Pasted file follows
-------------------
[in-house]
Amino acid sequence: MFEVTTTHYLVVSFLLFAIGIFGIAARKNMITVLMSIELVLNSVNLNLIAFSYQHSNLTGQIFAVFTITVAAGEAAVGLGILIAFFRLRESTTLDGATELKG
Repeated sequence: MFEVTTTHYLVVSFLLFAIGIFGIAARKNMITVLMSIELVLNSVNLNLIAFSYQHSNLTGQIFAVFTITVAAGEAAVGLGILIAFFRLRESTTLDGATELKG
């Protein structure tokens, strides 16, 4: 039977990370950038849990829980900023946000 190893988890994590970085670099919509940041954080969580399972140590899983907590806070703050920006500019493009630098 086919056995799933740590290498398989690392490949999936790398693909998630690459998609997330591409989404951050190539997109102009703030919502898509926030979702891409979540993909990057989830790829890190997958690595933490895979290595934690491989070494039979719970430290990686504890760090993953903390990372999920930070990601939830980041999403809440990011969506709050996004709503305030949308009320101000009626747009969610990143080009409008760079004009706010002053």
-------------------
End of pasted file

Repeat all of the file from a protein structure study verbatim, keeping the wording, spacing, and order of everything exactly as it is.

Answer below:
[in-house]
Amino acid sequence: MFEVTTTHYLVVSFLLFAIGIFGIAARKNMITVLMSIELVLNSVNLNLIAFSYQHSNLTGQIFAVFTITVAAGEAAVGLGILIAFFRLRESTTLDGATELKG
Repeated sequence: MFEVTTTHYLVVSFLLFAIGIFGIAARKNMITVLMSIELVLNSVNLNLIAFSYQHSNLTGQIFAVFTITVAAGEAAVGLGILIAFFRLRESTTLDGATELKG
């Protein structure tokens, strides 16, 4: 039977990370950038849990829980900023946000 190893988890994590970085670099919509940041954080969580399972140590899983907590806070703050920006500019493009630098 086919056995799933740590290498398989690392490949999936790398693909998630690459998609997330591409989404951050190539997109102009703030919502898509926030979702891409979540993909990057989830790829890190997958690595933490895979290595934690491989070494039979719970430290990686504890760090993953903390990372999920930070990601939830980041999403809440990011969506709050996004709503305030949308009320101000009626747009969610990143080009409008760079004009706010002053």